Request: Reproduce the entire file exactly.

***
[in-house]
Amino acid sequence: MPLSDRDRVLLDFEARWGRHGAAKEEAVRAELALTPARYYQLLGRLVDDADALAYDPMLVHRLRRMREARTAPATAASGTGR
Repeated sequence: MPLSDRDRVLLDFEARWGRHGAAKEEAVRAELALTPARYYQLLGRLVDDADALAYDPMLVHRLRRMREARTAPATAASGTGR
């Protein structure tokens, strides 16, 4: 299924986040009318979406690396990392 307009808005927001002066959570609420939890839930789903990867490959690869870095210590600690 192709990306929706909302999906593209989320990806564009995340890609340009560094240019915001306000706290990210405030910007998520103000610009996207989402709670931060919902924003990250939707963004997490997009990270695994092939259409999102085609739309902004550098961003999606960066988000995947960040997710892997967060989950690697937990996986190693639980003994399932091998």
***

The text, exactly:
[in-house]
Amino acid sequence: MPLSDRDRVLLDFEARWGRHGAAKEEAVRAELALTPARYYQLLGRLVDDADALAYDPMLVHRLRRMREARTAPATAASGTGR
Repeated sequence: MPLSDRDRVLLDFEARWGRHGAAKEEAVRAELALTPARYYQLLGRLVDDADALAYDPMLVHRLRRMREARTAPATAASGTGR
């Protein structure tokens, strides 16, 4: 299924986040009318979406690396990392 307009808005927001002066959570609420939890839930789903990867490959690869870095210590600690 192709990306929706909302999906593209989320990806564009995340890609340009560094240019915001306000706290990210405030910007998520103000610009996207989402709670931060919902924003990250939707963004997490997009990270695994092939259409999102085609739309902004550098961003999606960066988000995947960040997710892997967060989950690697937990996986190693639980003994399932091998």